I have a problem with some page URLs. The page URL structure is like this:


I want that when I access the URL above to redirect me to:


In /wp/ is WordPress installed. I tried this in .htaccess:

<IfModule mod_rewrite.c>
RewriteEngine On
RewriteBase /wp/
RewriteCond %{query_string} ^token=12345
RewriteRule (.*) /$1? [R=301,L]
RewriteRule ^index\.php$ - [L]
RewriteCond %{REQUEST_FILENAME} !-f
RewriteCond %{REQUEST_FILENAME} !-d
RewriteRule . /wp/index.php [L]

but it redirects me to:


Any ideas?

Later edit:

/wp/ - the folder where Wordpress is installed;

/custom-taxonomy/ - a custom taxonomy, like /partners/ where I enter all my partners.

/somepagename - a dynamic page, like /xyz-ltd, /abcd... dynamic pages created for the custom taxonomy.

I can not put a rule for every page, would need a general rule to remove the query string.

  • i think its your Rewritebase conflicting with the condition and final rule. Sorry ive been too heavy on IIS these days to provide a real answer Dec 7 '15 at 5:22
  • It has nothing to do with RewriteBase. In the above directives the RewriteBase directive is entirely superfluous - it's not being used. @BrandtSolovij
    – MrWhite
    Sep 2 at 17:28

You can use add_rewrite_rule in WordPress to capture the query args or add_rewrite_endpoint. If you really just want to redirect based on certain rules then template_redirect can be a good place to use a header redirect.


I think the problem is in your permalink configuration. It seems that WP redirects




anyway. If you solve this, probably by setting your permalinks in wp admin, then the redirect will work.

It's funny but I'm doing the exact same thing right now for my site, redirecting mobile queries (?m=1) to the main pages. So I can confirm that your code is correct. The only thing different I do is add $ at the end of the query, like ^token=12345$, but I don't think this makes a difference.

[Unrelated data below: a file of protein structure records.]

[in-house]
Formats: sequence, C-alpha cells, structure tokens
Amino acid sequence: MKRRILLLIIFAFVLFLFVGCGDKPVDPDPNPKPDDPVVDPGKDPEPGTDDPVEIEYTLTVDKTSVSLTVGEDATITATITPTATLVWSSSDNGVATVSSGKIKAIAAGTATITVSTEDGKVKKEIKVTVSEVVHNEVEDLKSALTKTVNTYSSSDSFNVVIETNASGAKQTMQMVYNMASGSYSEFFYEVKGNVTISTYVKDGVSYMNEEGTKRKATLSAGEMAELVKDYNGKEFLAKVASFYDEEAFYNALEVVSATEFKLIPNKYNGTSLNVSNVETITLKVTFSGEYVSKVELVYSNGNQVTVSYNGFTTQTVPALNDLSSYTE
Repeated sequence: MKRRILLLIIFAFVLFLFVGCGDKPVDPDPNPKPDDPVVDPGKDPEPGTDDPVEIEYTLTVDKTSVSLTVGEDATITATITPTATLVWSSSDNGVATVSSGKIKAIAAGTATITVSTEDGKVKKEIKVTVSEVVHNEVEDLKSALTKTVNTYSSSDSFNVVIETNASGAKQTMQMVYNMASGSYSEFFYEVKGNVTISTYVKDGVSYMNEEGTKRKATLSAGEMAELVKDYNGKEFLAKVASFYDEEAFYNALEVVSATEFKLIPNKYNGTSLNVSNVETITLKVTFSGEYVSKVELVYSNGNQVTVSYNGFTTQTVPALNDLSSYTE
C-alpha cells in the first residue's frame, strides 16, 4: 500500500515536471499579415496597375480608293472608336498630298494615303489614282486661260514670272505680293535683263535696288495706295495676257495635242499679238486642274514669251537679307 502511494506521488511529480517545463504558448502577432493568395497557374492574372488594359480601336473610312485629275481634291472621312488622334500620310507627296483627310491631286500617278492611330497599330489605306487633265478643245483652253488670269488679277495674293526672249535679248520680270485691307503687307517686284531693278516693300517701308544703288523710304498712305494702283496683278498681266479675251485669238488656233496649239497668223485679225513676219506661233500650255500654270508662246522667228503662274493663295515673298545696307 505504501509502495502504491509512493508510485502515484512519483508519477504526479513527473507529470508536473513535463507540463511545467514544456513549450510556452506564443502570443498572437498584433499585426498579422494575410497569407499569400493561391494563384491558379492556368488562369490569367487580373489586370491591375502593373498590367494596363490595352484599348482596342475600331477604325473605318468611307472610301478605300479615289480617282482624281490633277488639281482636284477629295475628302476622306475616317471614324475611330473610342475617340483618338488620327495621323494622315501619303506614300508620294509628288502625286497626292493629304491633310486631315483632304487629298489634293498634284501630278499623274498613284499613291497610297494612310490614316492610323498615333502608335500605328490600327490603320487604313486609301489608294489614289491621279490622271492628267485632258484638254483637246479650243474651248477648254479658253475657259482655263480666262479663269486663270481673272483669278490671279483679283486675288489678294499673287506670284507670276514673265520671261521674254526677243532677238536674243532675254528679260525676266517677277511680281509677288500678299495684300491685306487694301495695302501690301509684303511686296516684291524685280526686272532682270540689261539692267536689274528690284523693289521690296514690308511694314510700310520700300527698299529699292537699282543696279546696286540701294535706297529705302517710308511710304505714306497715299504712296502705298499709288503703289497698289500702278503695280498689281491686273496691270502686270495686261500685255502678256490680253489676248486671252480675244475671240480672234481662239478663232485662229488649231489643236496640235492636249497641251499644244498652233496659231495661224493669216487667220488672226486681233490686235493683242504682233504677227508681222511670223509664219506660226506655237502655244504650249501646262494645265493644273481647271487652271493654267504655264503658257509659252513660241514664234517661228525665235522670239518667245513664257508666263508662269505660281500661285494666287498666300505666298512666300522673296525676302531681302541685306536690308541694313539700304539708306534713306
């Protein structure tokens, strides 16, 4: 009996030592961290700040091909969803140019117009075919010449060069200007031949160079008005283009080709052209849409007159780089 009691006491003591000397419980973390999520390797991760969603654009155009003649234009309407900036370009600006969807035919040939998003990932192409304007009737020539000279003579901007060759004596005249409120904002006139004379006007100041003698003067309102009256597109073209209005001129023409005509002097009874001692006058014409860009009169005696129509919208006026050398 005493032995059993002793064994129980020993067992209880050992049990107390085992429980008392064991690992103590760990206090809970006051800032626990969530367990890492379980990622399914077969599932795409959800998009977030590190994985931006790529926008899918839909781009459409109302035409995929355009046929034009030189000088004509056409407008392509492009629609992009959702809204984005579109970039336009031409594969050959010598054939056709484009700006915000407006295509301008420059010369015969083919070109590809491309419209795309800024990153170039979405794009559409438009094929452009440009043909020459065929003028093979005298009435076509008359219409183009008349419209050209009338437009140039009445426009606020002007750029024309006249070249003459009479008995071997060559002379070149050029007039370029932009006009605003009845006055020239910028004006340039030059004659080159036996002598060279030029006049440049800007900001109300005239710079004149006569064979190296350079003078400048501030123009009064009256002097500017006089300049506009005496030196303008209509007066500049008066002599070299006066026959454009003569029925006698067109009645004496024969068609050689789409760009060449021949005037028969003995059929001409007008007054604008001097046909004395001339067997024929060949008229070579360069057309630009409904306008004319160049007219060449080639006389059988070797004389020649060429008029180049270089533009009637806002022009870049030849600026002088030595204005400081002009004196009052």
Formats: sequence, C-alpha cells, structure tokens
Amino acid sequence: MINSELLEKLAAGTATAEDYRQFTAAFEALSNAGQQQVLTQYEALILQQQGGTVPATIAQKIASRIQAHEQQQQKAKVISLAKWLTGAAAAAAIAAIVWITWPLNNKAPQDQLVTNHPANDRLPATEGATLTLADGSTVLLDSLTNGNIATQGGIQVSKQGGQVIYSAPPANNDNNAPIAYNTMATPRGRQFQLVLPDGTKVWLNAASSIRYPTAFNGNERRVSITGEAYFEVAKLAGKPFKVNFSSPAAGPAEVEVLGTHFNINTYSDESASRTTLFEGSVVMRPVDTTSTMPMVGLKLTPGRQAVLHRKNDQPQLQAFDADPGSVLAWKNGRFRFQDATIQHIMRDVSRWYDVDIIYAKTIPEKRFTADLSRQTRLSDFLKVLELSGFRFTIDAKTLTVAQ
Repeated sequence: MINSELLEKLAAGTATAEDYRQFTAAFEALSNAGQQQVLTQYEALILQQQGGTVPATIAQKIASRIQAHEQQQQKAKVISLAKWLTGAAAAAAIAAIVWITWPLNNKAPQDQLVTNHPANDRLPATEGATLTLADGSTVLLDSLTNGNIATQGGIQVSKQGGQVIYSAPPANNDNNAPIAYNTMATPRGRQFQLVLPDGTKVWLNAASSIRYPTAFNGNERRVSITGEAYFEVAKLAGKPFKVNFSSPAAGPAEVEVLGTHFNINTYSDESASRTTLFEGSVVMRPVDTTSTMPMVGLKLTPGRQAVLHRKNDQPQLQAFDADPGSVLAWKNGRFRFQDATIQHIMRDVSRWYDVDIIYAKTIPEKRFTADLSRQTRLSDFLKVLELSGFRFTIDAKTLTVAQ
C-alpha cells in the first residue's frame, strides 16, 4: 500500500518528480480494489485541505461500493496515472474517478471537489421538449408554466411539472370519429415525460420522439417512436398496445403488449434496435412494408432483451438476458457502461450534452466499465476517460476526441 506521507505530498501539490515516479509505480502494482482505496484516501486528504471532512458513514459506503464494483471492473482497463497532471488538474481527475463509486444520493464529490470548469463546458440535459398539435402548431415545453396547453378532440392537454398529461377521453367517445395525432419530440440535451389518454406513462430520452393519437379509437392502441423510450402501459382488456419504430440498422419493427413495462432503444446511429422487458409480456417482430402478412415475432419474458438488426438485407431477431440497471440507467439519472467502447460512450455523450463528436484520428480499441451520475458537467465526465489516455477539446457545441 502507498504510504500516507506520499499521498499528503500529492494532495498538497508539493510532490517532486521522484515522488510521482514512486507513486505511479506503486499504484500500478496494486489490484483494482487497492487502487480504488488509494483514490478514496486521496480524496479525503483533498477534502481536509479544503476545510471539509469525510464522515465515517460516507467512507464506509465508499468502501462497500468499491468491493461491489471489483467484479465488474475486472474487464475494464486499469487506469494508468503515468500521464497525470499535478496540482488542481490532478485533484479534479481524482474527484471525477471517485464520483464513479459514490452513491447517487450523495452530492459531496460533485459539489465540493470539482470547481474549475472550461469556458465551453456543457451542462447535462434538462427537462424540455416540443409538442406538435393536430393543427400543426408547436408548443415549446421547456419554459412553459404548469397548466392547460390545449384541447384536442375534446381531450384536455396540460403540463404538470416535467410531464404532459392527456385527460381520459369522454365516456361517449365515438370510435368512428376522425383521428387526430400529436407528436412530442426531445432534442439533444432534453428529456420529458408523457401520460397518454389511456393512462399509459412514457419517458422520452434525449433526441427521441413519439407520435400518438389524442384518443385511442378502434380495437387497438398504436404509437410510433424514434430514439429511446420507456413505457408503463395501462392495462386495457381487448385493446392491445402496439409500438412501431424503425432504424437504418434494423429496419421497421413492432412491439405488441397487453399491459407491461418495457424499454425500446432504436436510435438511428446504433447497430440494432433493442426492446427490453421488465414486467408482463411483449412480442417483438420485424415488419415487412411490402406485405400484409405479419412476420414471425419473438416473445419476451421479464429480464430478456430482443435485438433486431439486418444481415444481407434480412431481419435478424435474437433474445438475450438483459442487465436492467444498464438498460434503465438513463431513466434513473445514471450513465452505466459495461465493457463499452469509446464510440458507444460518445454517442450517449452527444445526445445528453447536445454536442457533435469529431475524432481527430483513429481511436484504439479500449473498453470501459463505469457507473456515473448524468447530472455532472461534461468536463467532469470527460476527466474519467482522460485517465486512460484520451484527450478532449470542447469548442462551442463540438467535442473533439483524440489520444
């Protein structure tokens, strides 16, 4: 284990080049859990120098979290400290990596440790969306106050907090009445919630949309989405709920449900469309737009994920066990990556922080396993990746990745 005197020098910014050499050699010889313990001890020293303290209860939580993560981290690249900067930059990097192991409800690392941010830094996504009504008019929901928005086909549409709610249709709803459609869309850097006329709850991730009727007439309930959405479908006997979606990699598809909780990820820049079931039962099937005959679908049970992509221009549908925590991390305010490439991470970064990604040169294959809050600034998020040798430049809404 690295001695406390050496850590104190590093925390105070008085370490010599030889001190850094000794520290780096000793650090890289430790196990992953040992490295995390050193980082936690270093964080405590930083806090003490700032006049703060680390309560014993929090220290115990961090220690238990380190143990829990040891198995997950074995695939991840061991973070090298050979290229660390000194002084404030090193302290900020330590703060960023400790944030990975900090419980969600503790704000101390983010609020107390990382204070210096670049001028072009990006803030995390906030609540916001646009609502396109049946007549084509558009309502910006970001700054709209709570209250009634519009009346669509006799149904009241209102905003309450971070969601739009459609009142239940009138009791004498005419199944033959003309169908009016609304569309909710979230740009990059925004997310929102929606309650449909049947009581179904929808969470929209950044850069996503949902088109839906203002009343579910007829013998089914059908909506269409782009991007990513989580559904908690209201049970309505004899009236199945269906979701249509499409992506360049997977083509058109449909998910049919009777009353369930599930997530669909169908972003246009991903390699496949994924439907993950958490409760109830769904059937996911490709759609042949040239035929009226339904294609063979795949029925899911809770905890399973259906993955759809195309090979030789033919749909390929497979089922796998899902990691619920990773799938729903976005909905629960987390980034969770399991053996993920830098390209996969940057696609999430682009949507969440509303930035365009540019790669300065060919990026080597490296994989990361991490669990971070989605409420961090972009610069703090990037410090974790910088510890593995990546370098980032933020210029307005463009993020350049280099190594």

• I am using custom permalink - /%postname%/. I just added more information about my problem in the question section.. i think the main problem is that i installed wordpress in a folder from domain(example.com/wp), not in the root of the domain.. Also i entered by mistake the /slug/ part, it's a custom taxonomy there, if it helps this information. The token is used for custom acces permission, like in your case for redirecting mobile queries. I tried to add $ but didn't do anything.
    – Crys
    Dec 7 '15 at 11:30
RewriteBase /wp/
RewriteCond %{query_string} ^token=12345
RewriteRule (.*) /$1? [R=301,L]

but it redirects me to:


There are two issues here with the redirected URL:

  1. The /wp prefix is missing.

  2. The trailing slash is missing.

To fix #1 you can either:

  • Hardcode the /wp prefix in the substitution string (as is done in the last RewriteRule - part of the WordPress front-controller - although that is arguably incorrect, see the next point). For example:

    RewriteRule (.*) /wp/$1? [R=301,L]
  • Since RewriteBase /wp is already defined, you can simply remove the slash prefix on the substitution string (to make it a relative path substitution). ie. $1?. mod_rewrite then prepends the /wp path segment to the resulting substitution. For example:

    RewriteRule (.*) $1? [R=301,L]

    Aside: This is really how the last RewriteRule should be written. ie. RewriteRule . index.php [L] (since that's the whole point of having RewriteBase /wp defined in the first place).

  • Change the rule to use the REQUEST_URI server variable instead of a backreference ($1). The REQUEST_URI contains the full root-relative URL-path, so already includes the /wp prefix. This is perhaps the preferred method (unless there are additional requirements) since it will work anywhere and is not dependent on the setting of RewriteBase. For example: